Here, we present a new approach to specifically identify the presence of water in gas diffusion layers, with the cell in a classical through plane arrangement setting minimal constraints on the design. We base our analysis on neutron grating interferometry (nGI) and in particular on dark field imaging (DFI). The DFI contrast depends on the size of neutron scattering structures (7), with high contrast values in the size range from micrometers to tens of micrometers, well matching the sizes of fibers and pores in gas diffusion layers. In a first series of experiments, we have investigated the contrast obtained with dry GDLs as well as with GDLs imbibed with light and heavy water. The dry GDLs exhibit a strong contrast for the DFI method, and even material defects such as cracks are clearly visible (see Figure 1a). The measurements with light water resulted in a very slight contrast change compared to the dry material, which is consistent with the minimal change of coherent scattering length density between liquid water and air. Currently, the obtained contrast of a few percent can hardly be used to detect light water in the GDL in a reliable fashion, but future improvements in the experimental setups and/or data analysis may enable the reliable DFI imaging of light water. On the contrary, experiments with heavy water did show an important change of the DFI intensity between the dry and water imbibed structures (see Figure 1b). The important water thickness of the injection channel (1 mm), clearly visible in the transmission image, results in a nearly invisible change in the DFI signal. This indicates that DFI in combination with isotope exchange is perfectly suited for the imaging of water in GDLs with minimal perturbations from water accumulation in the flow channels.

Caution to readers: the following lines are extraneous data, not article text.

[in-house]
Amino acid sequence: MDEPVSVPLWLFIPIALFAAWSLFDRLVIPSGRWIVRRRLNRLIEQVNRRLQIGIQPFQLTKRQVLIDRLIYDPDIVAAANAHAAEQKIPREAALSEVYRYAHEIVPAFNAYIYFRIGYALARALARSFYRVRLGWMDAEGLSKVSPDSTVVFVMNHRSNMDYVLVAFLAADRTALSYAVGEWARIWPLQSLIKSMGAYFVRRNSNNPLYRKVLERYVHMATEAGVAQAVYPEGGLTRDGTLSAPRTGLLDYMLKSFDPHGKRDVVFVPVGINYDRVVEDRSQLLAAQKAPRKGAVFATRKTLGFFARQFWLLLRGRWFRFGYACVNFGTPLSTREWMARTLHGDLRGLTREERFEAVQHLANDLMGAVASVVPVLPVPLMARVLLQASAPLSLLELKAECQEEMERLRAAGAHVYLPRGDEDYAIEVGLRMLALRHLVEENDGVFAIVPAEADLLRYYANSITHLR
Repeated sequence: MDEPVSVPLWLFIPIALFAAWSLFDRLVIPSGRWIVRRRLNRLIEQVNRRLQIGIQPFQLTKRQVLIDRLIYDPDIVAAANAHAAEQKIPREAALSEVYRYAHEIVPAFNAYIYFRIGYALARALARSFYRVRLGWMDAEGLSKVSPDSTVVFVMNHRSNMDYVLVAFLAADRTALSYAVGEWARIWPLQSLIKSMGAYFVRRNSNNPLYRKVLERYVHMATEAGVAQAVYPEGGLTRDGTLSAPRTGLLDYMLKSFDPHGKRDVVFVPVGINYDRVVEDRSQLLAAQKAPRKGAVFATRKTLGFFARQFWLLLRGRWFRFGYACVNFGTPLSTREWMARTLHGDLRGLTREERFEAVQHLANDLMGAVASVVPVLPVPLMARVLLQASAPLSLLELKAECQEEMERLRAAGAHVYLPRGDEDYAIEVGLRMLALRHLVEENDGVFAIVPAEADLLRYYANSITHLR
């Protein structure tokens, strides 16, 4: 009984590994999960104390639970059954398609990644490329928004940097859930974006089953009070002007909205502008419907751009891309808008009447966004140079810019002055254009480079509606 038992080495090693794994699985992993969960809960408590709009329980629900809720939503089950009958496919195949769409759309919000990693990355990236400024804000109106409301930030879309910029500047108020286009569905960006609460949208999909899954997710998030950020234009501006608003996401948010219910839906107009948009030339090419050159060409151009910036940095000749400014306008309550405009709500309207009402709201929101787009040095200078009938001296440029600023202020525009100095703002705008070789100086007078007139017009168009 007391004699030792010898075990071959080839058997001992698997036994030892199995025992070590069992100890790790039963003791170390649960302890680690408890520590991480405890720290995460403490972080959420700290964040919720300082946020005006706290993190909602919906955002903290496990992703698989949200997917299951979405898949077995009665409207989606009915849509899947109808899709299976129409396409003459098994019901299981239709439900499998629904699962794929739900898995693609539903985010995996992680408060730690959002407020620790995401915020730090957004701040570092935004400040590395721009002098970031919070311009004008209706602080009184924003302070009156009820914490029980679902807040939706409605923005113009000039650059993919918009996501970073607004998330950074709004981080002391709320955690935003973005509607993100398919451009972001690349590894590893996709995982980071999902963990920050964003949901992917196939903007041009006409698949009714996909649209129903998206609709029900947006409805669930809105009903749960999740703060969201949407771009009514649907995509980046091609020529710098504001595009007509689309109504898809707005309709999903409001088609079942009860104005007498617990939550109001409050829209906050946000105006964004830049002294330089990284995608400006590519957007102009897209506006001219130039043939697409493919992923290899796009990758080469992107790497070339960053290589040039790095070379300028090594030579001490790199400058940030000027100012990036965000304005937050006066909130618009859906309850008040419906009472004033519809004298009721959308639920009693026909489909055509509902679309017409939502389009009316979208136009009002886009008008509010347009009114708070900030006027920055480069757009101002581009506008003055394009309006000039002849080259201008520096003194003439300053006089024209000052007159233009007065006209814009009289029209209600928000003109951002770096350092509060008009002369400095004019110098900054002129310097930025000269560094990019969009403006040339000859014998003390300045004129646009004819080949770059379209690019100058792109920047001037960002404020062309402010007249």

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Figure 1 – Neutron DFI imaging of fuel cell materials. (a) Effect of structural defects. (b) Effect of imbibition with D2O.